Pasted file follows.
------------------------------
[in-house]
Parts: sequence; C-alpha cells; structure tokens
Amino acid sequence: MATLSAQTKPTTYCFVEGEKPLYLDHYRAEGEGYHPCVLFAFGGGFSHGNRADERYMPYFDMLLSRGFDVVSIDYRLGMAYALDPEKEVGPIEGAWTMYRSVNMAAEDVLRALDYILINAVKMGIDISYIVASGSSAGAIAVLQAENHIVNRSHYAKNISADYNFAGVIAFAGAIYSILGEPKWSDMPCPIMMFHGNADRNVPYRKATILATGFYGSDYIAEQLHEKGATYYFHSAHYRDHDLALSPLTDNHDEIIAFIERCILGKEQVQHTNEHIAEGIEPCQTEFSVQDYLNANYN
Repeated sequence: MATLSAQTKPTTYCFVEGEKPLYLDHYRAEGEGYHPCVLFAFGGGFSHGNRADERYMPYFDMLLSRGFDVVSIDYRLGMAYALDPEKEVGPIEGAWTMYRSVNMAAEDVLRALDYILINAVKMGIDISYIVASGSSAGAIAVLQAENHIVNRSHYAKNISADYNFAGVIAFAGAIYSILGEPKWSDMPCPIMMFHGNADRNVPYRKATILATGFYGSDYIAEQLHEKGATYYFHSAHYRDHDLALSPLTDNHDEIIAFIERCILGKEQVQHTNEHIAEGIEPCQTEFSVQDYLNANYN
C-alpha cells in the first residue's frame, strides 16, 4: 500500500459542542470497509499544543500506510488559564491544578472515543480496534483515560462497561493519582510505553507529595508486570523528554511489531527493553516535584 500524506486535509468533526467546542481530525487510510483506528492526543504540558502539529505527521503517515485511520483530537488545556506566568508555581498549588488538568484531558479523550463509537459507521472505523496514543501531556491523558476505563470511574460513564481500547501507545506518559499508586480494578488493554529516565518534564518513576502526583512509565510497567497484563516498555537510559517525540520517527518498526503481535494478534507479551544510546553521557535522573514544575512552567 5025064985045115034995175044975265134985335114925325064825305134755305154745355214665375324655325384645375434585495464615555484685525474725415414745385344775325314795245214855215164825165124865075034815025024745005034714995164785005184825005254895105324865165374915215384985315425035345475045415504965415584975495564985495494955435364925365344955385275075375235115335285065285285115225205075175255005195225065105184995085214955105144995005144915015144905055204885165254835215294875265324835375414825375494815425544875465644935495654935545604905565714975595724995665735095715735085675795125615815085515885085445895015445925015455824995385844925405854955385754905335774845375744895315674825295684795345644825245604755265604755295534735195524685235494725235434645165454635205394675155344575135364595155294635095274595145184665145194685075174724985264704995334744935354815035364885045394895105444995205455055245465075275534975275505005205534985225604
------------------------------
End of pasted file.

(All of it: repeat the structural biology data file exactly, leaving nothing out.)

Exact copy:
[in-house]
Parts: sequence; C-alpha cells; structure tokens
Amino acid sequence: MATLSAQTKPTTYCFVEGEKPLYLDHYRAEGEGYHPCVLFAFGGGFSHGNRADERYMPYFDMLLSRGFDVVSIDYRLGMAYALDPEKEVGPIEGAWTMYRSVNMAAEDVLRALDYILINAVKMGIDISYIVASGSSAGAIAVLQAENHIVNRSHYAKNISADYNFAGVIAFAGAIYSILGEPKWSDMPCPIMMFHGNADRNVPYRKATILATGFYGSDYIAEQLHEKGATYYFHSAHYRDHDLALSPLTDNHDEIIAFIERCILGKEQVQHTNEHIAEGIEPCQTEFSVQDYLNANYN
Repeated sequence: MATLSAQTKPTTYCFVEGEKPLYLDHYRAEGEGYHPCVLFAFGGGFSHGNRADERYMPYFDMLLSRGFDVVSIDYRLGMAYALDPEKEVGPIEGAWTMYRSVNMAAEDVLRALDYILINAVKMGIDISYIVASGSSAGAIAVLQAENHIVNRSHYAKNISADYNFAGVIAFAGAIYSILGEPKWSDMPCPIMMFHGNADRNVPYRKATILATGFYGSDYIAEQLHEKGATYYFHSAHYRDHDLALSPLTDNHDEIIAFIERCILGKEQVQHTNEHIAEGIEPCQTEFSVQDYLNANYN
C-alpha cells in the first residue's frame, strides 16, 4: 500500500459542542470497509499544543500506510488559564491544578472515543480496534483515560462497561493519582510505553507529595508486570523528554511489531527493553516535584 500524506486535509468533526467546542481530525487510510483506528492526543504540558502539529505527521503517515485511520483530537488545556506566568508555581498549588488538568484531558479523550463509537459507521472505523496514543501531556491523558476505563470511574460513564481500547501507545506518559499508586480494578488493554529516565518534564518513576502526583512509565510497567497484563516498555537510559517525540520517527518498526503481535494478534507479551544510546553521557535522573514544575512552567 5025064985045115034995175044975265134985335114925325064825305134755305154745355214665375324655325384645375434585495464615555484685525474725415414745385344775325314795245214855215164825165124865075034815025024745005034714995164785005184825005254895105324865165374915215384985315425035345475045415504965415584975495564985495494955435364925365344955385275075375235115335285065285285115225205075175255005195225065105184995085214955105144995005144915015144905055204885165254835215294875265324835375414825375494815425544875465644935495654935545604905565714975595724995665735095715735085675795125615815085515885085445895015445925015455824995385844925405854955385754905335774845375744895315674825295684795345644825245604755265604755295534735195524685235494725235434645165454635205394675155344575135364595155294635095274595145184665145194685075174724985264704995334744935354815035364885045394895105444995205455055245465075275534975275505005205534985225604